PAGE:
The public is invited to the annual tour of the Dr. Richard Eells House on Sunday, Feb. 24, 2019 from 1-4 pm, located at 415 Jersey St. The event is free and the public is welcome.
The event celebrates Black History and Dr. Eells' role in helping area slaves to freedom via the Underground Railroad System. This year’s program, Unsung Heroes, will feature a kaleidoscope of stories, song, poetry and discussion tying into some of Quincy’s unsung heroes.
Mett Morris, of Quincy, will lead a discussion with song complimenting these stories of heroes in Quincy history. The program will celebrate the lives of Fr. Augustus Tolton, the first black priest in America, William “Billy” Dallas, the first black Quincy police officer to die in the line of duty in Illinois, and Col. George Iles, World-War II Tuskegee Airman.
"These influential Quincyans have received deserved recognition in recent years and we will celebrate their lives and contributions during this year’s open house," said Dave Oakley.
Dr. Richard Eells' and his home in Quincy played a historic role in the struggle to end slavery and help those trying to escape its demeaning grip.
On an August night in 1842, Charley, a runaway slave from Missouri, knocked on the back door of Dr. Richard Eells at 415 Jersey Street in Quincy. Charley was seeking freedom and Dr. Eells, an active Quincy Abolitionist, was there to help. While transporting Charley to the next site on the underground railroad, a posse searching for Charley stopped Eells’ carriage at an area that is now Madison Park and Charley fled. Regretfully, he was later found and returned to slavery in Missouri.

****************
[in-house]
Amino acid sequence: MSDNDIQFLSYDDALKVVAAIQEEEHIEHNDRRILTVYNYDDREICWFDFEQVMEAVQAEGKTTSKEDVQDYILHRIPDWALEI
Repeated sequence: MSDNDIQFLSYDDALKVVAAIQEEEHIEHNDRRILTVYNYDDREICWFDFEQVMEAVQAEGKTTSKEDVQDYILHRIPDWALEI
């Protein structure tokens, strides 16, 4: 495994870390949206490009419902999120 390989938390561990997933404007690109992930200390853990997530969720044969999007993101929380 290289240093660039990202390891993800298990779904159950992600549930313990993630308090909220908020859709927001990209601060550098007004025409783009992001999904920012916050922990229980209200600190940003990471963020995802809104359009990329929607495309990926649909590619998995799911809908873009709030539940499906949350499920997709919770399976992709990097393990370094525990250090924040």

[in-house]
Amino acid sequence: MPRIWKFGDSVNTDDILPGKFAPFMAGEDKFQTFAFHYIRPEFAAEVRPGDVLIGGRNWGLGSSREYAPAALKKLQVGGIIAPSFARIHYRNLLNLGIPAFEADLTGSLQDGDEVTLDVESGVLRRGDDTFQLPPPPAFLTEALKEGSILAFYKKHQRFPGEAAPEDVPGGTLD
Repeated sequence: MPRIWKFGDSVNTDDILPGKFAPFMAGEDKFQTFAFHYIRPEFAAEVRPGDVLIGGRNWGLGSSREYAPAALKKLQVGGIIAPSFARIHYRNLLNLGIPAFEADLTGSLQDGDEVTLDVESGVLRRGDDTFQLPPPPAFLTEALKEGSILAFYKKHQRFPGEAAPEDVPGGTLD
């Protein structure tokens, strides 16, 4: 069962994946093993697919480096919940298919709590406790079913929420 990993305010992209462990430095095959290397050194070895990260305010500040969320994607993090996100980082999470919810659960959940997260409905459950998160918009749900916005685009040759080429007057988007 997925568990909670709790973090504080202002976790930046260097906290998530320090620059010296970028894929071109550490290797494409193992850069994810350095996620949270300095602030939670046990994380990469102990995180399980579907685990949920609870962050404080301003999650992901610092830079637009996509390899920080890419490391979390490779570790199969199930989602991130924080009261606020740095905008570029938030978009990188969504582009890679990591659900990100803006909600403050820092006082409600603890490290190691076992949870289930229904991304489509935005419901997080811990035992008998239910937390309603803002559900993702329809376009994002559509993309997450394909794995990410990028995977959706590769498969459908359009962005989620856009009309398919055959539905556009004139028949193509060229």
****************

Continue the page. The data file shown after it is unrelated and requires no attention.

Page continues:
For his part in the rescue, Dr. Eells was prosecuted through the courts, starting with Circuit Judge Stephen Douglas in Quincy, then the Illinois Supreme Court and finally to the US Supreme Court. While Dr. Eells was prosecuted and Charley did not find his freedom that night, we invite you to join us to celebrate their efforts to find freedom for all in the pre-Civil war era and celebrate the unsung heroes after the civil war era. The Dr. Richard Eells house is a documented site on the underground railroad.
In addition to entertainment and discussions on Black History, the board of Dr. Richard Eells house will thank the public for its annual support.
"The house is the oldest brick home in Quincy and maintaining it in pristine fashion is no small undertaking. The organization is especially appreciative to those who have supported recent campaigns and the organization's ongoing efforts to repair the roof and weather damage," Oakley said.
The Eells House offers a wide range of local history. Besides the program, you can also view and learn about the work done to refurbish the house and its period furnishings and fixtures. While the program is free, donations are fully tax deductible and any financial support is greatly appreciated. Donations can be made to the “Friends of the Dr. Richard Eells House”, and mailed to P.O. Box 628, Quincy, IL 62306.
Refreshments will be served, so please join to celebrate this important piece of Quincy and U.S. history. For more information, please call 217-257-7647.